Welcome to Guest Post Week here at TRB. One of the best things about being a financial blogger has been the opportunity to meet so many amazing people around the country these past few years. And of all the people I’ve met, Eli Radke is easily one of my favorites. Eli is a former college football player and is currently an independent trader. He is an absolute teddy bear and his site Trader Habits is all about helping people help themselves to become better. Here he is on taking a step back in order to move forward. – JB
I can’t think of a more appropriate topic than taking a break or as I like to say hitting the reset button as TRB is doing just that.
It was my freshmen year at spring practice and I got injured. My kneecap dislocated and it caused major damage. I limped my way back to the facilities. Threw some ice on it and started rehab. After a few weeks and not getting better, I got an MRI. The results came back, it was two pages long. Basically every ligament, tendon, and cartilage was damaged. My knee cap had suffered a compression fracture but luckily my ACL was still attached.
I had surgery to clean up the knee; they took an eraser head size piece of cartilage out. I walked out of surgery and was ready for rehab in a few days.
I tried to ignore the situation, I did not want this set back and I was determined to “make up” for lost time. Two surgeries and a year and a half later I was to get back on the field. It took another year and half after my football career was over before it didn’t hurt to walk. It wasn’t that the pain was devastating; it was that I forgot what it felt like to walk without pain.
My football career did not go as planned and it was at least in part because I did not have the courage to hit the reset button. I had not accepted or acknowledged the psychological and physical damage that the injury caused. By ignoring it, the only solution that was obvious was to keep working. The problem with working at less than 100% for a long period of time in a competitive world is that you end up losing ground.
That skill that I was without in my football career has proven extremely valuable in trading.
Many new traders have the expectation that professional traders do not have to hit the reset button. The difference between a good and great trader is the speed at which they do things. It is not that they do not hit the reset button it is just they do it without you noticing it. It is a controlled and often scheduled.
A great trader or any performer knows when to hit that reset button. It is important to understand the difference between working and producing. As I have heard so many coaches say, stop going through the motions. When you do things half ass in trading, it results in losing money and creating bad habits. I have seen it end or nearly end many careers.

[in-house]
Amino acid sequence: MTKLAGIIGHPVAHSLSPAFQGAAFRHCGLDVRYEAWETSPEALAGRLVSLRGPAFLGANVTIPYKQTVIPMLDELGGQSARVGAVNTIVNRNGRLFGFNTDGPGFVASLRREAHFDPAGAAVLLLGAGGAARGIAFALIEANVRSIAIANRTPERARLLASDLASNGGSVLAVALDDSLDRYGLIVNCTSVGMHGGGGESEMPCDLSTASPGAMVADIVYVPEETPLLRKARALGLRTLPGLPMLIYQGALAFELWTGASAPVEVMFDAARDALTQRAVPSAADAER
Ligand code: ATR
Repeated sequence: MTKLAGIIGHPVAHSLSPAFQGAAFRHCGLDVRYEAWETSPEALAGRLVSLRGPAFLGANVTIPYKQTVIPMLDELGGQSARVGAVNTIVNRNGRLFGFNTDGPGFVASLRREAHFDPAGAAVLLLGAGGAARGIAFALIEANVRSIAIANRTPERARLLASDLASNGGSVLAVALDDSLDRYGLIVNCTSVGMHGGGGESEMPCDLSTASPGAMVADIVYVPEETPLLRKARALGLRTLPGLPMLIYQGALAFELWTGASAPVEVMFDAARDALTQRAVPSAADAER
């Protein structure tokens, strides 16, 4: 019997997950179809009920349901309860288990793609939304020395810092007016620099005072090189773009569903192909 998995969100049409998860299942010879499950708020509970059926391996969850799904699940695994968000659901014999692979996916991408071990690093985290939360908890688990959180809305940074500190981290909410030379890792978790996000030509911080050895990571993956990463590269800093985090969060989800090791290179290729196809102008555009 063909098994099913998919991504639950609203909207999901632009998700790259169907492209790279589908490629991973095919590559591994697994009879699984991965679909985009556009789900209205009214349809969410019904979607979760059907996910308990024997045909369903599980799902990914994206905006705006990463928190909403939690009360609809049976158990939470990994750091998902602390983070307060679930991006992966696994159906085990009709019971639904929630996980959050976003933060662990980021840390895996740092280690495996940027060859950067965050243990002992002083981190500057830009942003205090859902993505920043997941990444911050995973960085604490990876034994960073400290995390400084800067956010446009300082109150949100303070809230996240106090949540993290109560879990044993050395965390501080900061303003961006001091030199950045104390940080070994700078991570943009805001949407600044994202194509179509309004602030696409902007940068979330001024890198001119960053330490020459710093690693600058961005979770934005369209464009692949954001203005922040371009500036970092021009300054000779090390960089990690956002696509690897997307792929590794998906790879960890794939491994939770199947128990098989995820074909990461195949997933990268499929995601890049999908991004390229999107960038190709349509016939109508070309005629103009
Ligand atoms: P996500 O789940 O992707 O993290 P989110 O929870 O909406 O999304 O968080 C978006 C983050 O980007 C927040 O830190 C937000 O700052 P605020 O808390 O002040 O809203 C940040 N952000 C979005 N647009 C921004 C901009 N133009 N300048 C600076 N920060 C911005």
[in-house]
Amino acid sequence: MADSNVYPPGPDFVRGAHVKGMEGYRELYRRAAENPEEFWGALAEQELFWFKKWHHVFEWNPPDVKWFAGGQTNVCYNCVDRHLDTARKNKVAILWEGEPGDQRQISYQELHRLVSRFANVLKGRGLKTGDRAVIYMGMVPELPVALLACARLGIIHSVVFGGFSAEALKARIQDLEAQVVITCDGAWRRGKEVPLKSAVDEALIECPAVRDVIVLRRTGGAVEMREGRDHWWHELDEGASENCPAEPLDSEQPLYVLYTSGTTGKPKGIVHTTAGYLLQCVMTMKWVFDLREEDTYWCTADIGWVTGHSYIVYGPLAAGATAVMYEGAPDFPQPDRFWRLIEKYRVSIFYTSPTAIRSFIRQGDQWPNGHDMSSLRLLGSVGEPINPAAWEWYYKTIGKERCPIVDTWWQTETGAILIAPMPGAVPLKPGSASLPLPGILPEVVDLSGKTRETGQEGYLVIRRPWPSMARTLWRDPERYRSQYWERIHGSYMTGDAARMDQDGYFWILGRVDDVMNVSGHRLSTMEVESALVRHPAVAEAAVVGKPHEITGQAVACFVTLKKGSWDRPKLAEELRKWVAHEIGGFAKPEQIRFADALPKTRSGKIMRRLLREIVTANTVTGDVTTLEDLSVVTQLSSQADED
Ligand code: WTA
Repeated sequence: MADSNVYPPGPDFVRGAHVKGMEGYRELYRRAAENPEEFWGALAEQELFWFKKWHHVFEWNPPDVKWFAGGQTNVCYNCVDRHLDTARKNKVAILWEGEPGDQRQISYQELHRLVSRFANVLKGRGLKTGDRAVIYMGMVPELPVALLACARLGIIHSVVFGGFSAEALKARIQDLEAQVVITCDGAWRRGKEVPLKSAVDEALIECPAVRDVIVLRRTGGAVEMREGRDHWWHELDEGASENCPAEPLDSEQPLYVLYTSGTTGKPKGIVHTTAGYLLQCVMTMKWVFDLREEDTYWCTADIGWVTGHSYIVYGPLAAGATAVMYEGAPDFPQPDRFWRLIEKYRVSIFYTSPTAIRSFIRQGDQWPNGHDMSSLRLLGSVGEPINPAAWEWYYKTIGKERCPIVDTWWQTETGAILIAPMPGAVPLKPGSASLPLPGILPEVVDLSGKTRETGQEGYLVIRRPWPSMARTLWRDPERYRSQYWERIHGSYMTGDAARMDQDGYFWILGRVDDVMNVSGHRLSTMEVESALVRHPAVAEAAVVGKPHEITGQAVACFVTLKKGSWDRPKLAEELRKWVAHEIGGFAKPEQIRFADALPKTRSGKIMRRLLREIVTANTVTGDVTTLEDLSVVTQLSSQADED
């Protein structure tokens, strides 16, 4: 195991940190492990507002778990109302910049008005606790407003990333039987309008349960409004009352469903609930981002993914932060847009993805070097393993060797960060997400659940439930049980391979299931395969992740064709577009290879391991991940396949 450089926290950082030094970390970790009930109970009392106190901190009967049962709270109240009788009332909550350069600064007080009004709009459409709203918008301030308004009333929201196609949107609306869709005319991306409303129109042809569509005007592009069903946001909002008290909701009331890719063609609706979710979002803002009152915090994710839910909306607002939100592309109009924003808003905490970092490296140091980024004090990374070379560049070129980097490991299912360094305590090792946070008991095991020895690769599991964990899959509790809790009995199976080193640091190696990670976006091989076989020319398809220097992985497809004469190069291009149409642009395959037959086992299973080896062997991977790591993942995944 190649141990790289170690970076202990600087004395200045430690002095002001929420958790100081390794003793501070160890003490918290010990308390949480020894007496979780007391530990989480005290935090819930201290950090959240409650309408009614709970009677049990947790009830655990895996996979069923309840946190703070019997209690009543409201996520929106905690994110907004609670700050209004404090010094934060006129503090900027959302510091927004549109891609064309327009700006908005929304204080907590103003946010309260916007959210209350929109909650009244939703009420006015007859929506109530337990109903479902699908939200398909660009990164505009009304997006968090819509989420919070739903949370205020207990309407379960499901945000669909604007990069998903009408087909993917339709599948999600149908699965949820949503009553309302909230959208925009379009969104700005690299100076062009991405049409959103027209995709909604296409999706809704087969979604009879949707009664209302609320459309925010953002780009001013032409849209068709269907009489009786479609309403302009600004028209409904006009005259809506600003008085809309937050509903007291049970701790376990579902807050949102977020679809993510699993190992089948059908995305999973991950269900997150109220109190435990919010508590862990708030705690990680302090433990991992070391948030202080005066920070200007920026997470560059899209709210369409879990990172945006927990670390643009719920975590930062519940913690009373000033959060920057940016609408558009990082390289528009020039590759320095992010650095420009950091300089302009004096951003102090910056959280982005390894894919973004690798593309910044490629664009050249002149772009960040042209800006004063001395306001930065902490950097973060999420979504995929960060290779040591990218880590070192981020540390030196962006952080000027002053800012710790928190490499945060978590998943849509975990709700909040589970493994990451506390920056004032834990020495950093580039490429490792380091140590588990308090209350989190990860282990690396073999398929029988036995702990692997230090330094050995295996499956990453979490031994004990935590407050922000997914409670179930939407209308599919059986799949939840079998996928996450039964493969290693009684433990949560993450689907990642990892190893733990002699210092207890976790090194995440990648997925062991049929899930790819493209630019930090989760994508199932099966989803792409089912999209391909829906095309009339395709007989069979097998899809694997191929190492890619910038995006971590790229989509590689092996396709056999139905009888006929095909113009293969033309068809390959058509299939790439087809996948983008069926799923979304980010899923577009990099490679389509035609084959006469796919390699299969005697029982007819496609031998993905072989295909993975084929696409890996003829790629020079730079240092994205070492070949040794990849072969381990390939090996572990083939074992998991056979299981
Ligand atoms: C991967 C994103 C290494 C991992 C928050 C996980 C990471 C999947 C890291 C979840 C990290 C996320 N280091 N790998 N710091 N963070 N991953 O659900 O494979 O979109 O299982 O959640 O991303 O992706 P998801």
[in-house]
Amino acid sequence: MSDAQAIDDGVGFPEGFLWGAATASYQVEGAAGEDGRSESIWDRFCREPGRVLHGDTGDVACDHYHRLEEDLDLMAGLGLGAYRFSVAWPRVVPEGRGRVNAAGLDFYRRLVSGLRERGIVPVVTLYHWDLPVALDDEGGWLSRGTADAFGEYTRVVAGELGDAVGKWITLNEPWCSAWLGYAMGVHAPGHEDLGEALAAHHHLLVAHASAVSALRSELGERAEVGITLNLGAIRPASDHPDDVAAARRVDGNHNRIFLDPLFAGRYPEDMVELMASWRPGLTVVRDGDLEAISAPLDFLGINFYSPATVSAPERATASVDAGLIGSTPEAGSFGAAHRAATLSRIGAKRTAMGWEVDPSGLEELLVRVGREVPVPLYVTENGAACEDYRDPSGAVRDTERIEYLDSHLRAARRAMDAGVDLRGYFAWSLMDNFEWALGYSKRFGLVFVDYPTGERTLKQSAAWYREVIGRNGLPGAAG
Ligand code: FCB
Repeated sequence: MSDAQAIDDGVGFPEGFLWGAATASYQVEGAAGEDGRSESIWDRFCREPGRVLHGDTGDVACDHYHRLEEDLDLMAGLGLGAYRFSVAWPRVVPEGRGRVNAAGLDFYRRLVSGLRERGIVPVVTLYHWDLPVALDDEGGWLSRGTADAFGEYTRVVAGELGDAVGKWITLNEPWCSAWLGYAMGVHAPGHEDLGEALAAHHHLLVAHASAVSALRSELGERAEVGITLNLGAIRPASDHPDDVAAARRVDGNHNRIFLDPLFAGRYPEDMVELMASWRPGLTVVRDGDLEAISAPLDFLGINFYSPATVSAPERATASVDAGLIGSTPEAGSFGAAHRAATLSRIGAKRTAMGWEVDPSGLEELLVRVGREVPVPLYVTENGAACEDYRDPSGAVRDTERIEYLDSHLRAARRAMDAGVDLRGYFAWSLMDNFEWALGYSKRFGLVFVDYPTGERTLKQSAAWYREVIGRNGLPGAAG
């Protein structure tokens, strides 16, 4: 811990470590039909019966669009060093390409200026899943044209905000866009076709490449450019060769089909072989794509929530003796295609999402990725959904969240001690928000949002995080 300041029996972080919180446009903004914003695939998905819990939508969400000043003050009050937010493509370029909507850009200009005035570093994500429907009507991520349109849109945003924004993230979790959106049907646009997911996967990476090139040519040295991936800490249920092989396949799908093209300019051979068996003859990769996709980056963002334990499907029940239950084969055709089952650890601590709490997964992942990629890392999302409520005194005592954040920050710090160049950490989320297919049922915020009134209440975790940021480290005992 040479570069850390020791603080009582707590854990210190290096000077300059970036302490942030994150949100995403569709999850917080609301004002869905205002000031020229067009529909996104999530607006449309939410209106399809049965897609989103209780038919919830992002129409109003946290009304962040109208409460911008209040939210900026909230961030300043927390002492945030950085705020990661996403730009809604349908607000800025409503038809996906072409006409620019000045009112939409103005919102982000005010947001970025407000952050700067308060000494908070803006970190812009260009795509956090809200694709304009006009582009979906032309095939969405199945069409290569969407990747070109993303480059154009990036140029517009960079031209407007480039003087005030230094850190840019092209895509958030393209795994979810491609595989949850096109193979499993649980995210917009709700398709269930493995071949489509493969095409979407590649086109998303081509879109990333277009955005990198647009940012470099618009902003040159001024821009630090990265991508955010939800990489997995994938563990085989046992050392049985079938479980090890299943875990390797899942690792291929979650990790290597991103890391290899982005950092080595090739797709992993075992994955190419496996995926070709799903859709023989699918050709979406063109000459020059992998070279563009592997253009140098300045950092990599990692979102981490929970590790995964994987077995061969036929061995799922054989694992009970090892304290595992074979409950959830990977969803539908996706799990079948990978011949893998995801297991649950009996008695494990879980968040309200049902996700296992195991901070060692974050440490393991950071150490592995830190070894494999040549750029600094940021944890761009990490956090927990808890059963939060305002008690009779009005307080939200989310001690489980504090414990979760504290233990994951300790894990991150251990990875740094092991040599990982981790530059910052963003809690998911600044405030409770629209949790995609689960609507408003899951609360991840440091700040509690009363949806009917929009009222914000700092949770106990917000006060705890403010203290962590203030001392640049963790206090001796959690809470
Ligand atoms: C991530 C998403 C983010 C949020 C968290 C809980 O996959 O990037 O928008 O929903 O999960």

The purpose of hitting the reset is not to ignore the problem but to gain perspective.
There are two mistakes you can make when it comes to hitting the reset button. The first has to do with what the reset button provides. The reset button does not solve your problems, but it allows you to do is to see them from a different perspective. The reset button is not intended to solve the problem but rather to put you in a position to find a solution.
The second mistake that can happen is hitting the reset button too late. The reset button should not be used as a tool of last resort. It should be built into your daily trading. I hit the reset button after each trade and each day. I do not take the next trade until I am reset. I leave my trading at the office or I do not leave the office (I have spent a few nights at the office or fell asleep to a screaming cleaning lady).
These quick breaks make it easier to see a problem developing and also help to add a backstop. If I do hit the trade reset button or ignore the feedback, I have the end of the day reset. If blow through the daily reset then I take a break for as long as it takes. If I cannot do that I know I will be out of business, like I have seen happen to so many others before.
A few things to consider. If you are not in a position to take long breaks or take unscheduled days off, concentrate on the short, quick breaks. Hitting the reset button is hard because you will feel like you are missing out. That feeling of missing out is an even bigger sign you probably need a break. You are too honed in on the short term. Without a doubt there will be a trade that you missed. The question is, would you have been able to profit from it in your current mindset?
- Hitting the reset button does not solve the problem it just makes it easier to see.
- All traders hit the reset button but not all do it on their own terms.
- Hitting the reset button is necessary in good times and bad.
- How you handle hitting the reset button can be a good indication of where you are psychologically.
- There are risks of missing a trade when hitting the reset button but the bigger risk is creating a ‘new normal” and possibly a wasted career.
What I left out in the football story and an important point is that my family has a history of dislocating kneecaps. I tried to ignore my DNA, who I was. If your DNA makes you more susceptible to a situation keep hitting the reset button till you have enough distance to find a solution. For example, if you don’t do well after a winning trade hit the reset button longer. The goal is to perform closest to 100% for the longest period of time. Despite my early failure, hitting the reset button has served me well and given me the necessary perspective.
Time doesn’t heal all wounds, perspective does. Perspective is the preventative medicine for high performers.
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